Goddard Riverside’s New Chief Leaning into His Mission

Roderick Jones, in his office at the Goddard Riverside Community Center on the Upper West Side. Photo by Jackson Chen.

BY JACKSON CHEN | Nearly six months into his leadership, Roderick Jones is undertaking a major operational shift focused on the quality of the agency’s programs.

Jones, 47, became Goddard Riverside’s new executive director on February 13, returning to his native New York from a Missouri non-profit he led. He fills the shoes of Stephan Russo, who spent four decades at the agency’s helm. With close to a decade of experience at the Grace Hill Settlement House in St. Louis, Jones’ skills translate well into his new role at the Upper West Side institution located on Columbus Ave. and West 89th St.

In many ways, it was the call of the big city that drew him back, Jones explained.

“New York is a kind of place where there’s all the opportunity in the world to be as much or as little as you want to be,” he said. “If you’re rich or poor, black or white, or from some other culture, there’s a leveling that creates a comfort in a place that’s for everybody.”

Growing up in the New York City Housing Authority’s Cypress Hills Houses in Brooklyn, Jones was familiar with the city. But, he said, the city has evolved greatly since his youth, something he especially notes now that he makes the Upper West Side his home.

“One of the things that was so classic Brooklyn was that it was the home of the working Joe,” Jones said of Cypress Hills. “If you took the train or bus in Brooklyn, chances are they weren’t reading the Times, they were reading the Post.”

In his time back, Jones said, he has noticed the decline in the city’s livability and the effect of that on middle and working class New Yorkers. Earlier waves of homelessness, he said, resulted from the federal and local governments shuttering mental health institutions, but the threat of losing your home has crept into the lives of many families.

“Now you’re seeing more and more people that are the servers, who serve you in restaurants, the secretary, the custodian who cleans when you leave work for the night,” Jones said. “Those are the families that are unstable, who are now intermittently finding themselves on the streets because the cost of housing has risen greatly.”

To better the quality of life of New Yorkers he serves, Jones envisions a model of service delivery more quality-oriented. Instead of offering a glut of programs, the executive director said, he wants to instead examine the impact of the agency’s efforts.

“What do we need to do to ensure that we are producing transformational results in the lives of people?,” he explained of the questions he is asking.
His initial months, Jones said, have been a combination of self-adjustment and self-reflection. While acknowledging that he is still finding his rhythm and cadence as Goddard Riverside’s leader, he is focused on asking which of the agency’s programs have the most profound, lasting impact.

Goddard Riverside has even taken a back seat from being the lead agency of the Manhattan Outreach Consortium—a homeless outreach network comprised of itself, Breaking Ground, and the Center for Urban Community Services — to ensure its focus on program quality.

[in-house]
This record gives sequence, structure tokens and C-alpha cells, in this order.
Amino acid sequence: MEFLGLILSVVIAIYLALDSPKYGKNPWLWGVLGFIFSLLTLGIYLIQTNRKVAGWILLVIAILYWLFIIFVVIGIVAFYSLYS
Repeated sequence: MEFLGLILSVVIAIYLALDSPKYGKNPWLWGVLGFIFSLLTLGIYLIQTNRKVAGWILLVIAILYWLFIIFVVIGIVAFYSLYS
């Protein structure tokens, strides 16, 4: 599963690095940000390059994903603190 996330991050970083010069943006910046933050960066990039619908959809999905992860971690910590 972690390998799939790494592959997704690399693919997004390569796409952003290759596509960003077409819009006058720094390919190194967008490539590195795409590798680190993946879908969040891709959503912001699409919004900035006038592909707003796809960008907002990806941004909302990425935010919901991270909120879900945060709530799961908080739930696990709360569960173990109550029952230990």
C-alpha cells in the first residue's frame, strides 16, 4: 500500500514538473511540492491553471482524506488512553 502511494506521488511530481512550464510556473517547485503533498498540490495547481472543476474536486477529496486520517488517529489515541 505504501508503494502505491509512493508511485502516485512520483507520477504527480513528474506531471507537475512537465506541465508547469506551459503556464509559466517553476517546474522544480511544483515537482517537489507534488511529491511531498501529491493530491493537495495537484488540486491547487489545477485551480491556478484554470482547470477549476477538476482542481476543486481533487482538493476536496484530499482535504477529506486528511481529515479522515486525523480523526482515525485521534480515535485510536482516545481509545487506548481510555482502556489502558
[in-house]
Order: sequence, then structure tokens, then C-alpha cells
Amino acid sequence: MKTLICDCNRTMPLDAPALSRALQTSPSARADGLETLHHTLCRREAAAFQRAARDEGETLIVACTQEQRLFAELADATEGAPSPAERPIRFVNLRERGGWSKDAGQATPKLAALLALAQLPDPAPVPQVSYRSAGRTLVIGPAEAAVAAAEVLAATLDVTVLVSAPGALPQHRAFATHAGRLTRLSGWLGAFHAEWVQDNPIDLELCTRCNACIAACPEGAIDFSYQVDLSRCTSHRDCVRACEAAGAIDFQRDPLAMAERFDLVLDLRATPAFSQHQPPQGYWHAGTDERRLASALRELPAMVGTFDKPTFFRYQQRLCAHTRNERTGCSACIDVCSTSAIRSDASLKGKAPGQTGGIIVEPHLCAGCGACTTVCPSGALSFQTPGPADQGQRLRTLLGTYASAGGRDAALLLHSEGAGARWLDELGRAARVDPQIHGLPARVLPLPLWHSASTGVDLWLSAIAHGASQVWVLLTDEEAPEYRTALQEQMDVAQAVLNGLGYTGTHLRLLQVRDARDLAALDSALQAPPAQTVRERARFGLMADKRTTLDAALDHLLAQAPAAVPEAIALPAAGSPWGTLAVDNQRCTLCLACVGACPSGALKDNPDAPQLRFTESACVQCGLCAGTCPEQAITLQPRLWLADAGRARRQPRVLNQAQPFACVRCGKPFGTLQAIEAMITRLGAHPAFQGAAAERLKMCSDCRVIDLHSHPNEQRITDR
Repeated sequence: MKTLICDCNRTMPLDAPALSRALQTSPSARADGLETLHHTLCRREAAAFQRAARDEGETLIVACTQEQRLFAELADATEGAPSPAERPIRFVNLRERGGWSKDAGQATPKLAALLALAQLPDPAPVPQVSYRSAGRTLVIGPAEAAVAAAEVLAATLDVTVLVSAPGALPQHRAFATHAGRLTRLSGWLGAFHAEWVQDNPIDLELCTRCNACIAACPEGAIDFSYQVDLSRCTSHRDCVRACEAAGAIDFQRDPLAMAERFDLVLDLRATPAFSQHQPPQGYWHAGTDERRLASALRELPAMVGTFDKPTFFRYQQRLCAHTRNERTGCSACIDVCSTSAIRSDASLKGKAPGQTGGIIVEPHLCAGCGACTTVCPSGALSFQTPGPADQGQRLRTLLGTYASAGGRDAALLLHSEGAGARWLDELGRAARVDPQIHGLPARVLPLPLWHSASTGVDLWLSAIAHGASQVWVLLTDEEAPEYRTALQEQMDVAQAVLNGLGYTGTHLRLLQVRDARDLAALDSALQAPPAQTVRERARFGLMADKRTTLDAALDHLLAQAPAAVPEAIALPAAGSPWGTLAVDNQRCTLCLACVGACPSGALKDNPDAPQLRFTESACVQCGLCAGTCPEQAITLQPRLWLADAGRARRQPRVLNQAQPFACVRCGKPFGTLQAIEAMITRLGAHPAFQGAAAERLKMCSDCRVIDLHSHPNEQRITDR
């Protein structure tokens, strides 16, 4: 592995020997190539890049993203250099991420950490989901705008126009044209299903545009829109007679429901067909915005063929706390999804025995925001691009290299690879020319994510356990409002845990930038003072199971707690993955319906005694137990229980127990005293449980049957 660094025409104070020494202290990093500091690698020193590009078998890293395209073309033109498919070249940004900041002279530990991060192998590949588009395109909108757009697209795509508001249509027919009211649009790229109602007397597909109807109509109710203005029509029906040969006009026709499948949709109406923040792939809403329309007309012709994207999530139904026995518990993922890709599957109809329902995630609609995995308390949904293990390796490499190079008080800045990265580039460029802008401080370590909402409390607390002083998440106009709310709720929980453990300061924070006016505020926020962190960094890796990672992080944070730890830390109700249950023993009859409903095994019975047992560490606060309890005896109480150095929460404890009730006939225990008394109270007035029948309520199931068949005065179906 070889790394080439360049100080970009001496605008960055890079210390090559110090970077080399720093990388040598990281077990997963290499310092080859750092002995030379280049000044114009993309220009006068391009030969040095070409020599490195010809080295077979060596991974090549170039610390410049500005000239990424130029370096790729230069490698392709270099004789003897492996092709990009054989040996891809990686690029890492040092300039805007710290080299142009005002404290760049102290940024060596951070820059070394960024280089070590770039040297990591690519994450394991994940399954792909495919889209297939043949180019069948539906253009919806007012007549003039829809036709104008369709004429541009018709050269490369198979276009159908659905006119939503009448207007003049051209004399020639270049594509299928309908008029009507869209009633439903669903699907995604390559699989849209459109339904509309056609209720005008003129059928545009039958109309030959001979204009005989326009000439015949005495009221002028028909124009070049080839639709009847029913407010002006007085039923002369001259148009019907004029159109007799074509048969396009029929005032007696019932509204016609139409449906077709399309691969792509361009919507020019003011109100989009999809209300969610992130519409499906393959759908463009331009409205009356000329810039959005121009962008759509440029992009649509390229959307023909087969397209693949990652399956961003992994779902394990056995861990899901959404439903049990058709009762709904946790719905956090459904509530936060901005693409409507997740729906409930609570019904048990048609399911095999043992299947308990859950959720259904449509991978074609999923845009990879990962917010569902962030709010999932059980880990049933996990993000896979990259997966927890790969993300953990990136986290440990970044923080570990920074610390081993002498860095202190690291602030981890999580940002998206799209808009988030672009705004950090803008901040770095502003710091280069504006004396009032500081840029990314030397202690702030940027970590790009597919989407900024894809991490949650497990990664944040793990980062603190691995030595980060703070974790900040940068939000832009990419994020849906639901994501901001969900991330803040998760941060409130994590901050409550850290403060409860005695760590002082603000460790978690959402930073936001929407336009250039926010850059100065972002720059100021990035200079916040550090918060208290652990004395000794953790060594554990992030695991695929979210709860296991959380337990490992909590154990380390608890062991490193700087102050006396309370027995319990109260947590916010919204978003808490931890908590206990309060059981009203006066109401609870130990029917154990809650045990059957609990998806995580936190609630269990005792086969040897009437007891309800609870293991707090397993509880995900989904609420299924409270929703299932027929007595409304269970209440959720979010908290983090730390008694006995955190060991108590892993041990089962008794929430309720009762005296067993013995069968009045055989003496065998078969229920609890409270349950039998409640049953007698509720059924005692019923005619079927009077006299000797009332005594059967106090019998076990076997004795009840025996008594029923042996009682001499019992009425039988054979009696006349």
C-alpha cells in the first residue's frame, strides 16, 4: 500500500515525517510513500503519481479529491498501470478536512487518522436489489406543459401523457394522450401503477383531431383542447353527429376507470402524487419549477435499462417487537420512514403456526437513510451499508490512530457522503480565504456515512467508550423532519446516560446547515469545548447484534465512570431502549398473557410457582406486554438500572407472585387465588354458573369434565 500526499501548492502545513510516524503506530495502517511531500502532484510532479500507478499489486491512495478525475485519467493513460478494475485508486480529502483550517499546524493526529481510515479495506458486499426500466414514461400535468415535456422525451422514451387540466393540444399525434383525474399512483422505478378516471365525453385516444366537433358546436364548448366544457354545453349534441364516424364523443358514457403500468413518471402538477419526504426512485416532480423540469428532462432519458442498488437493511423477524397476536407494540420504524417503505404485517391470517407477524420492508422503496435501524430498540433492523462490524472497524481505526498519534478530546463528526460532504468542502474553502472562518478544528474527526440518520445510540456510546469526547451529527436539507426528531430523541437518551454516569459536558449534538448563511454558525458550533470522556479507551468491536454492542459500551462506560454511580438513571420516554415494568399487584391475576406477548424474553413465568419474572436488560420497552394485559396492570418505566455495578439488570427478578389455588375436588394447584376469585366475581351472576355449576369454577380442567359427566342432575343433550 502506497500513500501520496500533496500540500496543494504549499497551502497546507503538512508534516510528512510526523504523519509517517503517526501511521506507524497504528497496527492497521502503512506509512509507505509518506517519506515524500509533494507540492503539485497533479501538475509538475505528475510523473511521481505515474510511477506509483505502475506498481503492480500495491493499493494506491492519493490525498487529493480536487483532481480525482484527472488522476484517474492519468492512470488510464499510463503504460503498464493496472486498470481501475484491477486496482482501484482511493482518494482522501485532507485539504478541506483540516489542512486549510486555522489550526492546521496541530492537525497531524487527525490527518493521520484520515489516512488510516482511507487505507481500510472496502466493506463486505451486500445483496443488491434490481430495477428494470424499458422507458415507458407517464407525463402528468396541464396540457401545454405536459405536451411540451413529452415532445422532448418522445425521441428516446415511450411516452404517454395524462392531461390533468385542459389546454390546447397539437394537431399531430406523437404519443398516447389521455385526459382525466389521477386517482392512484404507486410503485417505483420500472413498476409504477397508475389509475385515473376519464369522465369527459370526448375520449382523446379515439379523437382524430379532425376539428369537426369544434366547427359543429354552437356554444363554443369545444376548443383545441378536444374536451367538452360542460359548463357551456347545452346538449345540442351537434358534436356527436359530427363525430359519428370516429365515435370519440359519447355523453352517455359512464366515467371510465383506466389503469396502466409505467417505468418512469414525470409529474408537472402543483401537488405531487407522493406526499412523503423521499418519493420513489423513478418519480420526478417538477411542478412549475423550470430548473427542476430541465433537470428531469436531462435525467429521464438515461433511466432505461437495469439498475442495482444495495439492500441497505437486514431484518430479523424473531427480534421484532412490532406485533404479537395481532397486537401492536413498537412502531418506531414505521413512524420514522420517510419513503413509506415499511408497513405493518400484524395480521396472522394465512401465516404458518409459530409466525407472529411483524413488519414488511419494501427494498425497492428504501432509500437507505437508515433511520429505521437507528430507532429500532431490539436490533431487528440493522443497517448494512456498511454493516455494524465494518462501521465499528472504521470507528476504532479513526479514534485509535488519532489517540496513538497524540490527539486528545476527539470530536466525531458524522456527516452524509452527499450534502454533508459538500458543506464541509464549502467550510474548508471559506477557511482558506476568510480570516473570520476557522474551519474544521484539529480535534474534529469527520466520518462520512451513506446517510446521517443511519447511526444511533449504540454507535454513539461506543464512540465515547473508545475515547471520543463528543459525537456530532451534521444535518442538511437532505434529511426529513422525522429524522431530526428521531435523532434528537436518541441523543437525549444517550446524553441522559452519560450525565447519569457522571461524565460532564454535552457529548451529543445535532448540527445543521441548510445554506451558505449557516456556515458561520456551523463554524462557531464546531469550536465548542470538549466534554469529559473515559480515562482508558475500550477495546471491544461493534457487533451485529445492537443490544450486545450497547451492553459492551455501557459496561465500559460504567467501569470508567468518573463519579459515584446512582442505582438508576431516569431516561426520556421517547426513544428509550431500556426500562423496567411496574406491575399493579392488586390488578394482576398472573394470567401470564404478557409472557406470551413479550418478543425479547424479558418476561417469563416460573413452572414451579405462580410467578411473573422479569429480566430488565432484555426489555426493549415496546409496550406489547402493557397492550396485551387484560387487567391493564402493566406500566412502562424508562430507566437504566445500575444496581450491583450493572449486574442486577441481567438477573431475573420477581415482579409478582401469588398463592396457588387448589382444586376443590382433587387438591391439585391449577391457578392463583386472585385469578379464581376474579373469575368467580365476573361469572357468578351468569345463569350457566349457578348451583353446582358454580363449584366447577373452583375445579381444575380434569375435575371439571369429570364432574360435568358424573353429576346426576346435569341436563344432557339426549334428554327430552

“If we’re talking about kids in our afterschool program, are the families getting the support they need so that their parents are getting GEDs while their kids are learning in school?,” Jones offered as an example. “That level of integration is really where we’re focused at, and that’s less about adding big programs as much as perfecting the work in the agency.”

One major hurdle Jones, like other social service providers, faces is the shaky future of federal funding. He said he confronted similar uncertainty as he took over at Grace Hill in the midst of the 2008 economic crisis.

Concerns about money from Washington are compounded, he said, by the way city contracts undervalue the services provided by up to 25 cents on the dollar.

The financial squeeze facing service providers like Goddard Riverside, Jones said, makes his examination of the agency’s strengths all the more timely.

“There’s a significant amount of uncertainty given the proposed cuts in public service support,” he said. “For us, our thinking about our work comes at a good time because ultimately we and many other not-for-profits will have to make substantial decisions about what we do and what we can commit ourselves to.”

As the man in charge, Jones said, he is prepared to steer Goddard Riverside into a brighter future where its programs ensure significant results for those it serves.

“I’ve learned a lot over the years about how to focus on what the ends are supposed to be and to be clear about both the mission and the margin,” he explained. “If you don’t have a margin, you just don’t have a mission, you just can’t do the work.”

Jones’ board believes his background is just what Goddard Riverside needs at this moment in its life.

“We are very fortunate to have Rod at the helm of the agency,” said Chris Auguste, the board’s chair. “Rod has 12 years of experience running settlement houses and brings with him that experience, the knowledge, and the compassion to successfully lead Goddard for many years.”